The last few weeks have brought incredible upheaval and loss into my life. On Christmas Eve my 74 year old mother collapsed while standing in my brother’s kitchen. Despite some heroic efforts to resuscitate her, we said our goodbyes to her a few days later. Although she had some chronic medical problems, she was essentially well until that fateful moment.
While my mother certainly wasn’t an athlete, she was a major fan of my fledgling running career. (I resisted the temptation to call her an “athletic supporter”). My parents came with us to Disney in 2011 to watch me run my 1st race ever, the Disney World Half Marathon. She was so amazed and inspired by watching the race that I think she almost considered training. Unfortunately her previous smoking history (she had quit more than a decade before her death) left her breathless on the monorail ramps and required an ECV to get around Disney.
One year later she was there in January, 2012 to cheer for my first full marathon. The day before the full, we stood outside the Grand Floridian Resort watching the half marathoners run by. I had purchased a huge box of Twizzlers that we handed out. My mom wasn’t very interested in this activity at first. As she watched the runners react enthusiastically to the Twizzlers, she began to participate and later wished we had purchased more boxes of candy to hand out. She gained an appreciation for the role of an active spectator during an endurance event.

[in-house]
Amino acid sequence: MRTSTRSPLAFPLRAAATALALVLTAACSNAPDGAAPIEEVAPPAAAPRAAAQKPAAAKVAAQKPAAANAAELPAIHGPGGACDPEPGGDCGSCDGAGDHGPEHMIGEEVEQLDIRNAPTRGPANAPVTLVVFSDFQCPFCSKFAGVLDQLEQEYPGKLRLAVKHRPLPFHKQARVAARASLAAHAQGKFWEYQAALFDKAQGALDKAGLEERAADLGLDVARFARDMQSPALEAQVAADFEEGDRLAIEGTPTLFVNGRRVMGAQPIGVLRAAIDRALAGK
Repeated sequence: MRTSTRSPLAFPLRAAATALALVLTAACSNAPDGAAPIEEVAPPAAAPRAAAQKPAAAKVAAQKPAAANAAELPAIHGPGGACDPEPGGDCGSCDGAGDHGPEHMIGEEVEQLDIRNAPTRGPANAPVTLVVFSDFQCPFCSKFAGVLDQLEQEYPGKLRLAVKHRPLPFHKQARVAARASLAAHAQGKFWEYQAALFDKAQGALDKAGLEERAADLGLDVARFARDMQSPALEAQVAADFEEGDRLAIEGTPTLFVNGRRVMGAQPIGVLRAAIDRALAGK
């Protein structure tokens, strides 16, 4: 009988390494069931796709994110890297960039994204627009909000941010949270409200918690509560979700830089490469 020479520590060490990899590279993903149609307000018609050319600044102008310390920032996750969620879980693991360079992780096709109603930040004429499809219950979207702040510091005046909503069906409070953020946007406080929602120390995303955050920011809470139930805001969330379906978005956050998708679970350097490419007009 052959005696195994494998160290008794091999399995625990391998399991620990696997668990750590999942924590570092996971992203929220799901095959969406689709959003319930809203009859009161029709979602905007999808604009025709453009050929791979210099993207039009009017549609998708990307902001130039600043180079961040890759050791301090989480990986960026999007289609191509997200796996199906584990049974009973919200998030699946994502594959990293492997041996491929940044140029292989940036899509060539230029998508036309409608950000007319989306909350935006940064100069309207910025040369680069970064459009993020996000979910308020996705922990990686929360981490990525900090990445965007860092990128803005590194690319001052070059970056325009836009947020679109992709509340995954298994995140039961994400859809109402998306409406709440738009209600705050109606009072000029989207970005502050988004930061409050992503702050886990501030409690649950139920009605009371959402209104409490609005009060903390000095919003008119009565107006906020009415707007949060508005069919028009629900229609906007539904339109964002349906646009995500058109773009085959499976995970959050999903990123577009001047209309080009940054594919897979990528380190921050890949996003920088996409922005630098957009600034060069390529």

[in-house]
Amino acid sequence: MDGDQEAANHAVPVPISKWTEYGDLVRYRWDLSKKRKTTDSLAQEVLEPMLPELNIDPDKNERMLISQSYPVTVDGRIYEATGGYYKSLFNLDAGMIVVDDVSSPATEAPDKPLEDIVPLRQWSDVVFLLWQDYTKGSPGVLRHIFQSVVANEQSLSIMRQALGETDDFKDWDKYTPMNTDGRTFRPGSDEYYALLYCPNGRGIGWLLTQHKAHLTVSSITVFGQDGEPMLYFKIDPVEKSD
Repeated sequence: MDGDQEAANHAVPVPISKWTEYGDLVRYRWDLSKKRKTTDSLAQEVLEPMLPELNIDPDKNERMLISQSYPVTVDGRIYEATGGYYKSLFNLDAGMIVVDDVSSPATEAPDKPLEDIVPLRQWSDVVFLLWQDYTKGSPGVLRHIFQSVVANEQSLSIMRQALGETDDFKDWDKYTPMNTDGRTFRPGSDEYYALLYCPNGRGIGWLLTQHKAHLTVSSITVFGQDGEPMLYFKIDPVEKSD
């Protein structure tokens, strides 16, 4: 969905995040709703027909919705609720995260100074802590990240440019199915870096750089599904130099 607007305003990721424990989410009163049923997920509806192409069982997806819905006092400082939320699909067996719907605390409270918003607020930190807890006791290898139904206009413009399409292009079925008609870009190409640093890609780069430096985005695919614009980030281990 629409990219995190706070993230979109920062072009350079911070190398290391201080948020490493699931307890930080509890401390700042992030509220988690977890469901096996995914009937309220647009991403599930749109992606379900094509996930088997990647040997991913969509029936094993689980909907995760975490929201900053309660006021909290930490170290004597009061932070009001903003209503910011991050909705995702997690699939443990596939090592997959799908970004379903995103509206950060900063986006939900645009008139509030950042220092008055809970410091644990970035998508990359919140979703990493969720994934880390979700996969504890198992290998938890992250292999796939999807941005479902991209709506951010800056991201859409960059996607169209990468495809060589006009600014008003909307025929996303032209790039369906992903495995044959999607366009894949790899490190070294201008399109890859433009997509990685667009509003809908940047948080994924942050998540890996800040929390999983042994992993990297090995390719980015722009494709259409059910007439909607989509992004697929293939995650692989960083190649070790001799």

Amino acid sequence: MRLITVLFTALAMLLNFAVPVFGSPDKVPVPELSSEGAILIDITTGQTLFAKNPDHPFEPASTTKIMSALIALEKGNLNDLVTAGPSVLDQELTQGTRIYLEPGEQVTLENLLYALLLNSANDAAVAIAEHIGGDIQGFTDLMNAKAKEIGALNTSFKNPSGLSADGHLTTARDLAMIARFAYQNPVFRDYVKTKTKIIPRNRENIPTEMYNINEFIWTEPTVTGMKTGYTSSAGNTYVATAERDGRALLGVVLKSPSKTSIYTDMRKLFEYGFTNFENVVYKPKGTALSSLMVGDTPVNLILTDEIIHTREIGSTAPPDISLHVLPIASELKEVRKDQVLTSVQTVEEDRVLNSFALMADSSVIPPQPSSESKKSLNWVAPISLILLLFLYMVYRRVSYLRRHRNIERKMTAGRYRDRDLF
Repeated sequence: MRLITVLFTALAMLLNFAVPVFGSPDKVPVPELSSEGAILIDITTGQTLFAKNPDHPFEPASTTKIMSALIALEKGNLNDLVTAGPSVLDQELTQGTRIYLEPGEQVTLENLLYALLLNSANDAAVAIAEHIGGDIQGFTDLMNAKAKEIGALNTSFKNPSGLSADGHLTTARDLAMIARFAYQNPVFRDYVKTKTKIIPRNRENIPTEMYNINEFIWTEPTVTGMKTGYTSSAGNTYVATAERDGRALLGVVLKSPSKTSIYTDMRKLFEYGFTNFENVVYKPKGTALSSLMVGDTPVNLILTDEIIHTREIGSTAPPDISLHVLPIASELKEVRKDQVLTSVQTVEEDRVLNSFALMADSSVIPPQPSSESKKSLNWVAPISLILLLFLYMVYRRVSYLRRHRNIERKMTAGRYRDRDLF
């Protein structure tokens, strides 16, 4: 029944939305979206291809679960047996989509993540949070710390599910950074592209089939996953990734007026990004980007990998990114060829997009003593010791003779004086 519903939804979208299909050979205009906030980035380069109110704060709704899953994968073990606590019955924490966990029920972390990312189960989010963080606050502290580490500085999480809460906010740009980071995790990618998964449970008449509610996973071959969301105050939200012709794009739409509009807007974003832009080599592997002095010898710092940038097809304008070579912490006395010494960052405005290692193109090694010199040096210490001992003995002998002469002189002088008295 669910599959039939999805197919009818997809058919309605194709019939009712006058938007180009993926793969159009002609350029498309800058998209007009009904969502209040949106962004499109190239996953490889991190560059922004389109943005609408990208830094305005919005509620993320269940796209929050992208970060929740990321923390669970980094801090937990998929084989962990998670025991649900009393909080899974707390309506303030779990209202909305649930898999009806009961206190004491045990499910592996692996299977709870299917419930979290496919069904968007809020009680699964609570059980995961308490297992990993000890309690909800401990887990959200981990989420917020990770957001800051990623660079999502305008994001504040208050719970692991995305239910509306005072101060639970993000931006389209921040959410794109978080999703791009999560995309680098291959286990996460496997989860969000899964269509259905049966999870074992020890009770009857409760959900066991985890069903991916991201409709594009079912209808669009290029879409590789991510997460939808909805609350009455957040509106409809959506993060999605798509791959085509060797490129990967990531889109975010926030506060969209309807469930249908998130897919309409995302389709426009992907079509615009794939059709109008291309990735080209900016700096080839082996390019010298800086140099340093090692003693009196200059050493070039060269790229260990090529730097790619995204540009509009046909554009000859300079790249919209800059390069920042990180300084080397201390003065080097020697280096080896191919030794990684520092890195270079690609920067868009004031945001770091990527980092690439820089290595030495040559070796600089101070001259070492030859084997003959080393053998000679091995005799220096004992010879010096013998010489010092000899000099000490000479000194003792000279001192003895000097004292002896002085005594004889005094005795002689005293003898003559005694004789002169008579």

My mom was an avid reader of my blog even though she commented infrequently. She loved reading about my training and learning more about the sport of endurance running with me. While many have tried to convince me that running the Goofy is just plain Goofy, my mom totally understood my need to push myself.
The last time I saw my mom was on December 22. We had decided to celebrate Christmas together that day. We had 10 people over for a big turkey dinner at my house. Before she left I had started preparing my water bottles and gels and electrolytes for the following morning’s 24 mile run. We had been talking about my children coming to her house later in the week and she wondered if I was packing them snacks for a long weekend away. I explained that this was what I took with me on my long runs. She was shocked that running required so much stuff!
The next day I called after finishing my run. I had to drive to the hospital to check on a patient and, as was often my habit, I took advantage of my car’s bluetooth to call her. We talked about the details of my long run and my final preparation for the Goofy. Again she was the ultimate cheerleader. Although she wasn’t planning to join me in Florida this time around, she’d be following via runners tracking.
About 24 hours later I got that dreaded phone call.
I suppose, in a way, she WILL be with me during the Goofy after all.